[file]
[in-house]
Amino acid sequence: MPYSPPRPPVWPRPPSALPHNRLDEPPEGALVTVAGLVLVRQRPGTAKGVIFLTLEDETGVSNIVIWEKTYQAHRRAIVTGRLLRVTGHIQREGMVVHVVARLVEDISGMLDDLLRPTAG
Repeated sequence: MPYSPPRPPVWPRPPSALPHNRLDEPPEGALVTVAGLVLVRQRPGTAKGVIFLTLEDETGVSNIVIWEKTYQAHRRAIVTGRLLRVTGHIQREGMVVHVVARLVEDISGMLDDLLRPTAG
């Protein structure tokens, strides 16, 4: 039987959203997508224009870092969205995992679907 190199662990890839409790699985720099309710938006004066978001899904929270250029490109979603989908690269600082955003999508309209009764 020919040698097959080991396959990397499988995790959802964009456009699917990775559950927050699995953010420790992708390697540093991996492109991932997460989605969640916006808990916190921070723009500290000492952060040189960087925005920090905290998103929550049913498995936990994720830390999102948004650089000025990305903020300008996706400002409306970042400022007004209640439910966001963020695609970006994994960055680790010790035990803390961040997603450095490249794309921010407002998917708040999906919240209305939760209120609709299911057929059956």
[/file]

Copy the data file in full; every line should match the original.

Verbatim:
[in-house]
Amino acid sequence: MPYSPPRPPVWPRPPSALPHNRLDEPPEGALVTVAGLVLVRQRPGTAKGVIFLTLEDETGVSNIVIWEKTYQAHRRAIVTGRLLRVTGHIQREGMVVHVVARLVEDISGMLDDLLRPTAG
Repeated sequence: MPYSPPRPPVWPRPPSALPHNRLDEPPEGALVTVAGLVLVRQRPGTAKGVIFLTLEDETGVSNIVIWEKTYQAHRRAIVTGRLLRVTGHIQREGMVVHVVARLVEDISGMLDDLLRPTAG
């Protein structure tokens, strides 16, 4: 039987959203997508224009870092969205995992679907 190199662990890839409790699985720099309710938006004066978001899904929270250029490109979603989908690269600082955003999508309209009764 020919040698097959080991396959990397499988995790959802964009456009699917990775559950927050699995953010420790992708390697540093991996492109991932997460989605969640916006808990916190921070723009500290000492952060040189960087925005920090905290998103929550049913498995936990994720830390999102948004650089000025990305903020300008996706400002409306970042400022007004209640439910966001963020695609970006994994960055680790010790035990803390961040997603450095490249794309921010407002998917708040999906919240209305939760209120609709299911057929059956």